Movies & TV

James Bond is an Alcoholic, Says Health Experts

Did we really need experts?
IMAGE Getty Images/Greg Williams
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There's a scene in Skyfall where James Bond, awash on a faraway island and presumed dead by the world, takes a shot of liquor while staring down a scorpion perched on his hand, stinger ready to jab him with poison before the liquid hits his stomach. He's faster than the scorpion; he survives the shot. And so one of the best instances of high-stakes drinking was welcomed into the 007 franchise.

Plus, there's Bond's whole "shaken not stirred" thing. That's iconic as well.

But a new study published in the Medical Journal of Australia,however, casts a shadow on all this booze, saying Bond displayed "severe alcohol use disorder" over the course of six decades and 24 movies. The study authors found that in his entire onscreen career, Bond drank 109 times. His most excessive outing, when he downed six Vespers and raised his blood alcohol level to approximately .36 grams per deciliter in Quantum of Solace, was "enough to kill some people," they noted.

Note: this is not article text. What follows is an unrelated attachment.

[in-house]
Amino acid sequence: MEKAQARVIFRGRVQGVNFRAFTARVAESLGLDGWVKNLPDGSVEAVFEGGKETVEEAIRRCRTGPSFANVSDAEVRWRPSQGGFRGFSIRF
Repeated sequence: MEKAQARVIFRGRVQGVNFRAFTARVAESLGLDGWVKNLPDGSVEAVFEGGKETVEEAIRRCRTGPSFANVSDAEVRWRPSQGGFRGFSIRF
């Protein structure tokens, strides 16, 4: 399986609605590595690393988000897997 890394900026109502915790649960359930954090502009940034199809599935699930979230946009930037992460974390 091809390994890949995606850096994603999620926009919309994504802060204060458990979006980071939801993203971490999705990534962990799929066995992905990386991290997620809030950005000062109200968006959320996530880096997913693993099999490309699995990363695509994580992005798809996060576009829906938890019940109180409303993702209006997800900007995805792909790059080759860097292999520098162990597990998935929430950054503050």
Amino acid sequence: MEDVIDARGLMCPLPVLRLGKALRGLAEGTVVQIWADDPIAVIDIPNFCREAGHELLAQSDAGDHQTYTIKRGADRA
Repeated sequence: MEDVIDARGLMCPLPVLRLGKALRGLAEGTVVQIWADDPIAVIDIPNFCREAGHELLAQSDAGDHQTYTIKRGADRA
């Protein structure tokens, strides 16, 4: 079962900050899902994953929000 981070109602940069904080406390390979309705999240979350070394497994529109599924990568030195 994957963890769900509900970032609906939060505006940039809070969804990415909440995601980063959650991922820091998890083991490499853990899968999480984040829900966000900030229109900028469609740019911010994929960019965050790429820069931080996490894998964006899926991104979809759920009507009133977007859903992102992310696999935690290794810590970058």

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Bond's actions, including binge drinking, driving after drinking, fighting after drinking, having sex after drinking, and operating nuclear machinery after drinking, satisfied more than half of the American Psychiatric Association’s DSM-5 criteria for alcohol use disorder.

"There is strong and consistent evidence that James Bond has a chronic alcohol consumption problem at the 'severe' end of the spectrum," the study authors concluded. "He should seek professional help and try to find other strategies for managing occupational stress."

This seems like a good time to remind everyone that James Bond is a made-up person. He has been young and sprightly since 1962. He goes through cocktails, cars, and women at a comical rate. He is in no way a role model for a healthy lifestyle. He is not real.

Granted, this Bond study was intended to be "fun," the lead study author told the Washington Post; it won a Christmas competition held by the Medical Journal of Australia. If "fun" means prescribing a fictional character with real-life disorders, then by all means, proceed with the analysis. We all would be interested to know how soon Aquaman is stricken with a severe breathing problem in his underwater lair, or how many gamma rays it takes to cause chronic Hulk-sized rage in mild mannered scientists.

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This story originally appeared on Esquire.comMinor edits have been made by the Esquiremag.ph editors.

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